By Charlie Kimber
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Strike halts Honda plants in China

This article is over 11 years, 7 months old
A strike by around 2,000 Honda car workers forced the closure of all the multinational’s plants in China. On Monday bosses offered a 24 percent pay rise in a bid to halt it
Issue 2204

A strike by around 2,000 Honda car workers forced the closure of all the multinational’s plants in China. On Monday bosses offered a 24 percent pay rise in a bid to halt it

The strike started on Tuesday of last week at Honda Automotive Components Manufacturing in Foshan, a factory town west of Guangzhou. A lack of supplies almost immediately halted three other Honda Chinese plants.

A Financial Times columnist described the strike as “a symptom of a shift in bargaining power”.

At the start of this week the company asked its workers to sign a no-strike pledge that they “absolutely will not lead, organise or participate in work slowdowns, stoppages or strikes”.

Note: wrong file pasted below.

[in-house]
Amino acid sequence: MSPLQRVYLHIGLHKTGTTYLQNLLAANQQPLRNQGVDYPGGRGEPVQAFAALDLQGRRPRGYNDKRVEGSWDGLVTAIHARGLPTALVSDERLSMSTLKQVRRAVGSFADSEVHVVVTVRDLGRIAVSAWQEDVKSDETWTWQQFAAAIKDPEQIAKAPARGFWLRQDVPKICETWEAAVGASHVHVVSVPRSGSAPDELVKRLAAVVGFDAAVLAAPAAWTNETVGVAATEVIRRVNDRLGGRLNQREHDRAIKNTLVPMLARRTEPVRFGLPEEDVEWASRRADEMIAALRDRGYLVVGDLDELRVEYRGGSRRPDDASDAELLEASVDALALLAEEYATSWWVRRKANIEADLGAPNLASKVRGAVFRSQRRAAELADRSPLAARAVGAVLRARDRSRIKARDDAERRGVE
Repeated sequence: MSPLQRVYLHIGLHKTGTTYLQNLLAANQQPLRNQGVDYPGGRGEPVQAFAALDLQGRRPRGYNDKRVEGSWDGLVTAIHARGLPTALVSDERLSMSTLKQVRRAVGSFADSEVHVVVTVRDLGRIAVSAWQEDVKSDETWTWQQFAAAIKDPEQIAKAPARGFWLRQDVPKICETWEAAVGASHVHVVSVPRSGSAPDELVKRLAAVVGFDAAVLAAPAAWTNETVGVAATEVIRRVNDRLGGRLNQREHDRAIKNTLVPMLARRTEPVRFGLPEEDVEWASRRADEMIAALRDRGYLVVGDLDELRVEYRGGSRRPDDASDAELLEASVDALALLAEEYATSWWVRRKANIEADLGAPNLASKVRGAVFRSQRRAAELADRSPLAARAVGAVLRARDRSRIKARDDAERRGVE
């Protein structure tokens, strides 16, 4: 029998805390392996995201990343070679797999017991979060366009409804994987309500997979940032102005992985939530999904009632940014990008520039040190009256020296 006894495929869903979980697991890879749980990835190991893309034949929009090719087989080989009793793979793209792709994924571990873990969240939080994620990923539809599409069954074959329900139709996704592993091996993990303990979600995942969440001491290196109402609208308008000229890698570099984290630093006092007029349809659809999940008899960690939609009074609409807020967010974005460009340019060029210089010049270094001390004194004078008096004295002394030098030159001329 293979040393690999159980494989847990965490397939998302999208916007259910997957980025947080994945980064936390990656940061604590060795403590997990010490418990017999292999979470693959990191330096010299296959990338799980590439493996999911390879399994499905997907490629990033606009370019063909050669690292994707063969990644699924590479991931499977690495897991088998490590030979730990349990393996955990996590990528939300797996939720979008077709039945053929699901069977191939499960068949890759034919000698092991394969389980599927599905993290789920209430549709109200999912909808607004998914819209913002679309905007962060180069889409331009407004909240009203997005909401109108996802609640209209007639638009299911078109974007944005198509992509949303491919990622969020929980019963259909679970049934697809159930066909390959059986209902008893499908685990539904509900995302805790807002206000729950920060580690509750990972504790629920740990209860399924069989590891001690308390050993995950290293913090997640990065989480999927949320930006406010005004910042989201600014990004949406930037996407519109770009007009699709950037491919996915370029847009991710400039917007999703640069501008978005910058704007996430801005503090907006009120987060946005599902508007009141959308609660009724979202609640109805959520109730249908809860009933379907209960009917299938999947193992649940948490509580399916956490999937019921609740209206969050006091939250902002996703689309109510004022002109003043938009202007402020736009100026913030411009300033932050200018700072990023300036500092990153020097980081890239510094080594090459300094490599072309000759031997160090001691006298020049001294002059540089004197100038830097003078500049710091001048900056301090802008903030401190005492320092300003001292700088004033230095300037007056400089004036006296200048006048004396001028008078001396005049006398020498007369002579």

But workers reacted defiantly. “No one is going to sign it,” said a worker at a company residential compound about 10km from the transmission plant.

He and other workers either discarded the forms unsigned or defaced them.

Honda runs its operations as a joint venture with the Chinese government, which keeps a close eye on workers through the officially sanctioned All China Federation of Trade Unions.

“The official union leaders are useless and support management,” a Honda employee said this week.

Quite rightly there has been much media coverage of the terrible toll of suicides at Foxconn, the world’s biggest contract maker of electronics and China’s largest employer.

But the Honda strike shows how some groups of Chinese workers are moving to organise effectively and independently of the fake state unions. Workers rebuffed officials from the state unions who went to Honda in an effort to end the stoppage.

The strike also demonstrates how multinationals’ “just in time” production methods make them highly vulnerable to a stoppage in parts of their supply line.

The workers had called for a 30 percent pay increase, and it was unclear on Tuesday whether the 24 percent offer would be enough to end the action.

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